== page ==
The former medical building at 22 Pleasant St. in Mechanic Falls is back on the market after a sale fell through, Town Manager Vic Hodgkins told the Town Council on Monday. The town purchased it in 2017, planning to move town offices there, but an engineer said in 2018 that it was too small. Sun Journal 2017 file photo

MECHANIC FALLS — Town Manager Vic Hodgkins announced at Monday night’s Town Council meeting that the sale of the former medical building at 22 Pleasant St. fell through and “the town is back to square one.”

A purchase and sale agreement with Pythia of Portland had been reached in June for $450,000.

A quick service restaurant was said to be the new tenant.

Hodgkins did not say why Pythia pulled out of the deal.

The building had been on the market since 2019. In November 2017, residents voted to buy it for $275,000 as part of a $500,000 bond. The plan was to renovate it for municipal offices, the public library and Police Department and pay off the municipal building bond. But delays in getting federal approval for the construction costs prevented work from starting.

In 2018, a structural engineer’s report revealed the building was too small to house all the town departments, in particular the Police Department and the library. In June 2019 put it up for sale.


In another matter, Hodgkins told councilors that unless otherwise directed by them, the municipal budget for 2024 “is going to be substantially higher than the current budget.”

Blaming inflationary costs in services and goods, Hodgkins said the current budget “did not fully embrace the inflation that has ensued in 2022.”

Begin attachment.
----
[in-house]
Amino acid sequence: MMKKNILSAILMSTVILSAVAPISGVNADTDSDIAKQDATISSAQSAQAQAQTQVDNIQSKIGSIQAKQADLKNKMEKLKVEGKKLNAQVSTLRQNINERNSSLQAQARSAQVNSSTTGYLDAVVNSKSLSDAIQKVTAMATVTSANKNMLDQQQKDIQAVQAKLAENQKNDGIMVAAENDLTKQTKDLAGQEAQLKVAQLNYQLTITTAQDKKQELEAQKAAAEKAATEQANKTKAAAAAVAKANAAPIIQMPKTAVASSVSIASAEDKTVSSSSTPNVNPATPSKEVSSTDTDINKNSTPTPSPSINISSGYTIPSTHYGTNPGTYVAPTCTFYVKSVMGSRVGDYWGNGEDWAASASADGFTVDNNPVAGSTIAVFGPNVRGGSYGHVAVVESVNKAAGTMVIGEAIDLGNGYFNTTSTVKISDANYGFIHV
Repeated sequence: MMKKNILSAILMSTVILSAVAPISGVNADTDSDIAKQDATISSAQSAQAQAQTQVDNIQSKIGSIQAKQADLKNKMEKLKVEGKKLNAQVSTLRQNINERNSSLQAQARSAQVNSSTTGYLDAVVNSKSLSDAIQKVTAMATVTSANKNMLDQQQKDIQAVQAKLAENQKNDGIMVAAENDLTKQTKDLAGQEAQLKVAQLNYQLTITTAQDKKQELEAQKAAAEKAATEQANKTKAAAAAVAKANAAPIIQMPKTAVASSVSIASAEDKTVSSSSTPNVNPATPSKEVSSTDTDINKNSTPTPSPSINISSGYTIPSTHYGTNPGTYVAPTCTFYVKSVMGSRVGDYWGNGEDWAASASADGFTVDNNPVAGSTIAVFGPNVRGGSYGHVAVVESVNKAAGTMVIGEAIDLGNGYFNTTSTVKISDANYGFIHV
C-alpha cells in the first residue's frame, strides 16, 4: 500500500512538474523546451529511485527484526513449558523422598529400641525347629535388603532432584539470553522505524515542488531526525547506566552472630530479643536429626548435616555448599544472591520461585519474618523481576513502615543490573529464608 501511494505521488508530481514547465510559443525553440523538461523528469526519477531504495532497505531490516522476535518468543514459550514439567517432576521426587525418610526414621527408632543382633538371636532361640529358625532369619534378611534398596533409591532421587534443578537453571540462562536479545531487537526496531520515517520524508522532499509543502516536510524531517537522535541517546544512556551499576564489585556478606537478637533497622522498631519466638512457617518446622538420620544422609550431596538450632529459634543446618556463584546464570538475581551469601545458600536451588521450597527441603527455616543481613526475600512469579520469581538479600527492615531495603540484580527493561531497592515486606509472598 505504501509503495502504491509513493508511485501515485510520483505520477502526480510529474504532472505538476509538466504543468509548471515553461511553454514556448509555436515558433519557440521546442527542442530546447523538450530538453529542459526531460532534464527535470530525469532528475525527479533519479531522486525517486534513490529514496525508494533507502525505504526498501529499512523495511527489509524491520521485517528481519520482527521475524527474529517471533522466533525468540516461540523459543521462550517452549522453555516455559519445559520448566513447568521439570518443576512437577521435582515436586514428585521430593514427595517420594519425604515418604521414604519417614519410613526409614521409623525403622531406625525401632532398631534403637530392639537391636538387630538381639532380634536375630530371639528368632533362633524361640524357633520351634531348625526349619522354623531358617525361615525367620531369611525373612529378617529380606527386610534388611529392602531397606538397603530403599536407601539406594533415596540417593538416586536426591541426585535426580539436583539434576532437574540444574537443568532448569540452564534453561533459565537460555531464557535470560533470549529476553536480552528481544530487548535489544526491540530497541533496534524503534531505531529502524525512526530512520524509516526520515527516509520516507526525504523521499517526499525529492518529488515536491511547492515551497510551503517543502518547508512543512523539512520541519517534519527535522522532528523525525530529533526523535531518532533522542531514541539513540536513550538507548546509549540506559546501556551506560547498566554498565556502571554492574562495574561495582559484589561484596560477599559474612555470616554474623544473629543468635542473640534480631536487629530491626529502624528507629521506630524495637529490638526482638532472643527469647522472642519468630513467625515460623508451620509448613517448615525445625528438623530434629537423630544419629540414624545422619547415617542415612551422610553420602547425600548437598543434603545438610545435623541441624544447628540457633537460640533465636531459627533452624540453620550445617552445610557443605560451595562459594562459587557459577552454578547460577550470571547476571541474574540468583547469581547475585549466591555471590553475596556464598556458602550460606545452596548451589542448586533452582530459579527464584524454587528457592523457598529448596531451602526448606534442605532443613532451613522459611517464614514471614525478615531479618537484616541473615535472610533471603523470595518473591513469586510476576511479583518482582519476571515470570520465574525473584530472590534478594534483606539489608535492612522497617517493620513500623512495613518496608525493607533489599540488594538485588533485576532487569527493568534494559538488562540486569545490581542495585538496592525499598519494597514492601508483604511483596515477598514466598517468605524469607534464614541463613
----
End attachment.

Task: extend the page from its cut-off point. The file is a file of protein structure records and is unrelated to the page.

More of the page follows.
“This next budget is going to have to reflect it,” he said. “I will try to put together a budget that respects the taxpayer, but this budget is going to be higher.”

The next budget “will need to reflect the times” outside of cutting services or staff.

Hodgkins said he has given the council “a heavy dose of some cold water for the right reasons.”

The town manager also told councilors the property revaluation is underway by O’Donnell & Associates.


According to a letter posted on the town website, property owners will receive an initial notification of the property’s new assessed value around May 2023 and have two months to informally appeal the figure.

Hodgkins also said the town’s 2022 Annual Report, produced by Town Clerk Janice Ferri, has been selected as a supreme first-place winner of the Annual Report Competition for the population category of 2,500 to 4,999.

The competition is sponsored by Maine Municipal Association.

Former Councilor Cindy Larrabee was appointed to the Budget Committee.

There are open seats on the Board of Appeals, Budget Committee, Development Commission and Planning Board.

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